DeLallo Eats – Blog


Cooking with Rosemary

Throughout history and literature, rosemary (rosmarino, in Italian) has been associated with a variety of qualities and virtues, and inspired a host of poetic associations. In ancient mythology, the nine

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Herbed Goat Cheese Stuffed Pepperazzi™ Peppers with Marcona Almonds

Meet the Pepperazzi™ Pepper

These famous sweet-and-spicy Peruvian peppers are an antipasto superstar! Their round sturdy hollows make them perfect for stuffing, while their irresistibly tangy flavor makes them an amazing accent to a

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Canning Tomatoes for Passata

The pleasure of eating tomatoes from your own garden all year-round requires the delightfully messy and fun operation called passata, canning cooked pureed tomatoes. Once upon the time, there were

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Liguria, Italy

The coastal region of Liguria forms a long narrow crescent along the Ligurian Sea towards the northern part of Italy. Four provinces – Imperia, Savona, Genoa and La Spezia –

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DeLallo Taggiasca Olives

Get to Know: Taggiasca Olives

A small, fruity Italian olive from Linguria, Italy, the beloved Taggiasca olive (named for the village of its origin) is harvested both for table olives and olive oil. ORIGIN Taggia,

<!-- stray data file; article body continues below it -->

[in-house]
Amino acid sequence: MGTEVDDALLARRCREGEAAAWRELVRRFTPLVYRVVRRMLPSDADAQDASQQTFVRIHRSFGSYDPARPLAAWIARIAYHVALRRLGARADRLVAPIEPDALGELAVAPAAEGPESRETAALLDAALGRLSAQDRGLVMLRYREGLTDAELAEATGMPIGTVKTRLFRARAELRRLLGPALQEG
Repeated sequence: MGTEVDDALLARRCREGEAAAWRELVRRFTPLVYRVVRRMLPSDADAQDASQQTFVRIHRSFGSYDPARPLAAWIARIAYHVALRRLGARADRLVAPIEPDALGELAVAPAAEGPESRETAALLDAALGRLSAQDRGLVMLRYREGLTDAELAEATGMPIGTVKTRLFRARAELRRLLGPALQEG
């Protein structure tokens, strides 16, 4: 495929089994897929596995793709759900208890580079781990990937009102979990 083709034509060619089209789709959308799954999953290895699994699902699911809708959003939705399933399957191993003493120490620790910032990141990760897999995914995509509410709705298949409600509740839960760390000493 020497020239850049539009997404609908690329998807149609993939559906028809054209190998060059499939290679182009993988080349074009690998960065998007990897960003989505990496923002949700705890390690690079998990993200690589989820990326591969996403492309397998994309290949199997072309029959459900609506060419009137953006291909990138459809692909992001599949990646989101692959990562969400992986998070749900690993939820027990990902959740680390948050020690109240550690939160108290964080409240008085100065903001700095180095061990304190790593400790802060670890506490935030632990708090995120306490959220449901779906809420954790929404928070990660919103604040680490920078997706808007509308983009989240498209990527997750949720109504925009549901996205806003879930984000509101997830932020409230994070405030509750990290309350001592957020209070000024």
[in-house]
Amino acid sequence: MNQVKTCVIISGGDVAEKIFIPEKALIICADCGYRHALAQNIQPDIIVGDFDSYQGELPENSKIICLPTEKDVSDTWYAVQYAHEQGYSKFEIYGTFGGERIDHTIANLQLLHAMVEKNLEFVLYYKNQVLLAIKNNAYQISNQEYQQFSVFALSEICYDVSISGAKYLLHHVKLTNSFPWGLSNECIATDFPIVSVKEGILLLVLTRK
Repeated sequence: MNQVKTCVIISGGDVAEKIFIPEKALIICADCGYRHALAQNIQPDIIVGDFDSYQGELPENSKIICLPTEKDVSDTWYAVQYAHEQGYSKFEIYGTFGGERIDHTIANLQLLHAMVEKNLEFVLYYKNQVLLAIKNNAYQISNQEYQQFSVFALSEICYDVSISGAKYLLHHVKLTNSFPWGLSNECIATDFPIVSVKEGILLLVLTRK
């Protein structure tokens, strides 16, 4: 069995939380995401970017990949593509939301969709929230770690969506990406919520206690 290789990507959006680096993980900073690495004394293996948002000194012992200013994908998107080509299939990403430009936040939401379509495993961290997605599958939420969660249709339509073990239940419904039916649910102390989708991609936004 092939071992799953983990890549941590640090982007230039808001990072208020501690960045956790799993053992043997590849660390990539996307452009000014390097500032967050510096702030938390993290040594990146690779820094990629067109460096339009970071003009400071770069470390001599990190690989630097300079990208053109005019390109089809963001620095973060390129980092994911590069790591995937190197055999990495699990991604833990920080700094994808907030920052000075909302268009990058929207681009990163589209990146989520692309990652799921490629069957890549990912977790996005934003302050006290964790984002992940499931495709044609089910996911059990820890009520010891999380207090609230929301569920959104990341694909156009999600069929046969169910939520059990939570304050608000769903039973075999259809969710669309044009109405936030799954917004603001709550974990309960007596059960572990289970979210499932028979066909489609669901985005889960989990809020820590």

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Gelato, Italian Frozen Custard

With brightly colored, fresh fruits and an assortment of mix-ins like macadamia nuts or cocoa, gelato is an oasis on a stifling, summer day. Where the American equivalent, ice cream

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Cooking with Sage

“Salve!” is one of the most common ways to greet someone in Italy – more or less the equivalent to “Hi!” in the United States. The Italian word for sage,

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Scarpetta: The Little Shoe What do you do – you’ve just finished the last forkful of your favorite spaghetti alle cozze (spaghetti with mussels) and now you’re dying to relish

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Bruschetta vs. Crostini

Bruschetta and crostini are both bread preparations used in antipasti – but what is the difference? We explain the different kinds of bread used for bruschetta and crostini, and the

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Emilia-Romagna, Italy

Along this north-south road powerful Renaissance families ruled individual towns, from the Bentivoglios in Bologna to the Malatesta family in Rimini and the Este family in Ferrara. These aristocrats enjoyed

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